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A Federal Railroad Administration (FRA) study found the Short Line Safety Institute's Safety Culture Assessment (SCA) process and follow-up support holds promise for strengthening railroad safety culture, institute officials announced late last week.
Conducted by the FRA Office of Research, Development and Technology, the study found that over two years railroads participating in the SCA process showed improvements in six of 10 "Core Elements of a Strong Safety Culture," resulting in overall improvement in safety, institute officials said in a press release.
The study analyzed SCA initial and follow-up reports. Framed around the Core Elements, the study evaluated the results of actions taken by two subject railroads involved in the SCA process over two years. In both SCA reports, the institute identified multiple opportunities for the railroads to act on. Both roads implemented the majority of the steps identified.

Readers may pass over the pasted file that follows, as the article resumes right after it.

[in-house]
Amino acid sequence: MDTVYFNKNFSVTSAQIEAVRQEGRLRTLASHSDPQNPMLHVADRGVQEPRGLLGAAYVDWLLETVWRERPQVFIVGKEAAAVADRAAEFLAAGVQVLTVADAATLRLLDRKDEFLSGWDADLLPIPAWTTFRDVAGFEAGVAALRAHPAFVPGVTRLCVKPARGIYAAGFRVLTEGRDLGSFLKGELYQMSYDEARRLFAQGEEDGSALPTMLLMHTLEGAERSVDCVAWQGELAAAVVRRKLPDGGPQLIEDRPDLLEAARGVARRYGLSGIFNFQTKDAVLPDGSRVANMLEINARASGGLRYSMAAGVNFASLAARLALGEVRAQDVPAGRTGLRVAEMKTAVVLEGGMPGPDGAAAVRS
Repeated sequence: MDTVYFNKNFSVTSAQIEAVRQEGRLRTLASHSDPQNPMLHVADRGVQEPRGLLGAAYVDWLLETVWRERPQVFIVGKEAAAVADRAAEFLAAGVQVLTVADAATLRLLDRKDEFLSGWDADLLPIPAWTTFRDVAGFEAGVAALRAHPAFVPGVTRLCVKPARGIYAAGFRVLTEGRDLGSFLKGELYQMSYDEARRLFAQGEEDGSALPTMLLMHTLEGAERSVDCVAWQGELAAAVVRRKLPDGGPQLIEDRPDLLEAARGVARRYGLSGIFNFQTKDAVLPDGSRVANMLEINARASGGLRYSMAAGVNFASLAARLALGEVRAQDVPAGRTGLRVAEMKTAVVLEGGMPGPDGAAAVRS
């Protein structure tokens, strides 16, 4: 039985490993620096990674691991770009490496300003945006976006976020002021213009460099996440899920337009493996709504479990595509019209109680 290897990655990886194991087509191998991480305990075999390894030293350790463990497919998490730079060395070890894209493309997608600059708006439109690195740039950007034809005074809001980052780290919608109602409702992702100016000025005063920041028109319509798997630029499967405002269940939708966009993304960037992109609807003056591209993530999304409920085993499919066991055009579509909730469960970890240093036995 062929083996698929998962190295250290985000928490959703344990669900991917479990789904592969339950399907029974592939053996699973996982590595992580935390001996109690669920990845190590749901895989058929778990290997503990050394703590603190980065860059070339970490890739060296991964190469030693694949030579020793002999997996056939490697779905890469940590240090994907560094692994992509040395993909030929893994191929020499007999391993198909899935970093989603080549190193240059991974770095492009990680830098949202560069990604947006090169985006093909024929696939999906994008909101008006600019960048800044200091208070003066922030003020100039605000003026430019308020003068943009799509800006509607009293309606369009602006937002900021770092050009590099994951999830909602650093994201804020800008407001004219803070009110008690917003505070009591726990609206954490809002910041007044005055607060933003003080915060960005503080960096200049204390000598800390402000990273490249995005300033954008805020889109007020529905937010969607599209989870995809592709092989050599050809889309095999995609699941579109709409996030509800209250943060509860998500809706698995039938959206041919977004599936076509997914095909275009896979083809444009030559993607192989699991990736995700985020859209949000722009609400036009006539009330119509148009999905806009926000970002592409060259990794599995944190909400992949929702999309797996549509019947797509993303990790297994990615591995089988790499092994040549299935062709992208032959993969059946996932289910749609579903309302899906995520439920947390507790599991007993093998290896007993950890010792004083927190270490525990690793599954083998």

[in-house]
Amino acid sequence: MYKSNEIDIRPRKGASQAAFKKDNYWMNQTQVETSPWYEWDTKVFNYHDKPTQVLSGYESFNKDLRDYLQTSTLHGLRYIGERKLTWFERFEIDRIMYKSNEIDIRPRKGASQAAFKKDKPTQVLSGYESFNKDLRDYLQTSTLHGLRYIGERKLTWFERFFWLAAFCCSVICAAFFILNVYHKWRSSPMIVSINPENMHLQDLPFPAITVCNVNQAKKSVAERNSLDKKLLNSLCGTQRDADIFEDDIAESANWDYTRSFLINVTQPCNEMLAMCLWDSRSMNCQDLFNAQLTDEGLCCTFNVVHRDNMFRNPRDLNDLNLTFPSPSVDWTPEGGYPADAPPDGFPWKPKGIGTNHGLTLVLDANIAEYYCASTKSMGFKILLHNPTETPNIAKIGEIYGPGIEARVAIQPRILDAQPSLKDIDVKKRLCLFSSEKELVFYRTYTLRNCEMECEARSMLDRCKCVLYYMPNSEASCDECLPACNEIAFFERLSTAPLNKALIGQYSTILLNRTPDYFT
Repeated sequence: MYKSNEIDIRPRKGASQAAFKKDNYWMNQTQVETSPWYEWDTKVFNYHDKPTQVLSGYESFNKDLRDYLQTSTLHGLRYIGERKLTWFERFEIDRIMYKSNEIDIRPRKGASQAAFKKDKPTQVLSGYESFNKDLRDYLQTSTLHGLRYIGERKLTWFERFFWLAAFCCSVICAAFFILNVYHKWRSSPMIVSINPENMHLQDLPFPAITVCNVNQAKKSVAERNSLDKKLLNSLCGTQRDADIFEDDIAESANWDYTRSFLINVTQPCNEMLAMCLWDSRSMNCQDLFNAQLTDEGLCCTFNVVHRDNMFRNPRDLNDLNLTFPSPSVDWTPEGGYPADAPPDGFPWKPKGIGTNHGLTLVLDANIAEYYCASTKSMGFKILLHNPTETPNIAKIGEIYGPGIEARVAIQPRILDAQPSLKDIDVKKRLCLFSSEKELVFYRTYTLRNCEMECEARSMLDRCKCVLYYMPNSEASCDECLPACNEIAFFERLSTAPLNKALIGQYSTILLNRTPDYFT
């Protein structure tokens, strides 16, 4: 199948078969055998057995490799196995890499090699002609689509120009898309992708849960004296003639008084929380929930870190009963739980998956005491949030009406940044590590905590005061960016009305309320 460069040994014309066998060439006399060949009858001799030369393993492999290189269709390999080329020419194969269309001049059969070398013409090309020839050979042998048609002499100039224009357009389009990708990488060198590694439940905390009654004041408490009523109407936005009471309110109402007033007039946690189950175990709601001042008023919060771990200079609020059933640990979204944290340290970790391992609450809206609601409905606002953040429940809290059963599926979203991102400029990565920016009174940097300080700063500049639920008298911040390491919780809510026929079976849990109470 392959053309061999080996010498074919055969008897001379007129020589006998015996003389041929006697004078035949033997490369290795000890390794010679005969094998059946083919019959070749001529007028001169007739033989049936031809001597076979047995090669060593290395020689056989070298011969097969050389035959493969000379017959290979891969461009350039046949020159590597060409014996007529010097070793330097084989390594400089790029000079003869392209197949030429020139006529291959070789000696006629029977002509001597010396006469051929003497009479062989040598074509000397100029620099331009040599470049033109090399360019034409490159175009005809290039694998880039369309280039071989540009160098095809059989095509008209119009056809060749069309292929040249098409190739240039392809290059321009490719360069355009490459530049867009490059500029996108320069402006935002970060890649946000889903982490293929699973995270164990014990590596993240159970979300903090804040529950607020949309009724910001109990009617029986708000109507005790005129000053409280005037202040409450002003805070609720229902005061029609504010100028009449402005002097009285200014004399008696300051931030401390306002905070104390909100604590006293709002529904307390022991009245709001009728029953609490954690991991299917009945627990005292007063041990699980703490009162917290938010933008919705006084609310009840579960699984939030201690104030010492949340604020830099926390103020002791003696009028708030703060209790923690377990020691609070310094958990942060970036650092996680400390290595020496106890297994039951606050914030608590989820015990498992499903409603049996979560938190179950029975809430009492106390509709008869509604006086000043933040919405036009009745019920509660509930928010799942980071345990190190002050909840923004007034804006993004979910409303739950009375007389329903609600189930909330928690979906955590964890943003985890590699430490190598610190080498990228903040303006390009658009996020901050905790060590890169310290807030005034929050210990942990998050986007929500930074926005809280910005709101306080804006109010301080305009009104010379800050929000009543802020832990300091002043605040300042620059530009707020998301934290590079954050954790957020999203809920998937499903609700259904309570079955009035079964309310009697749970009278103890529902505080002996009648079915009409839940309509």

Based on the results of assessments, the institute identified common opportunities for short lines to improve safety culture and developed programs to address them, such as hazardous materials transportation training and leadership development training. The institute also created a Best Practices Guide for short lines.
"Our assessment program has proven successful at identifying opportunities to improve safety culture, and specific methods to reduce risk," said Tom Murta, the institute's executive director. "Through the follow-up assessment program, railroads have shown that they can move the dial in a positive direction through the implementation of best practices identified during their initial assessment."
The institute has provided 88 assessments for short lines to date.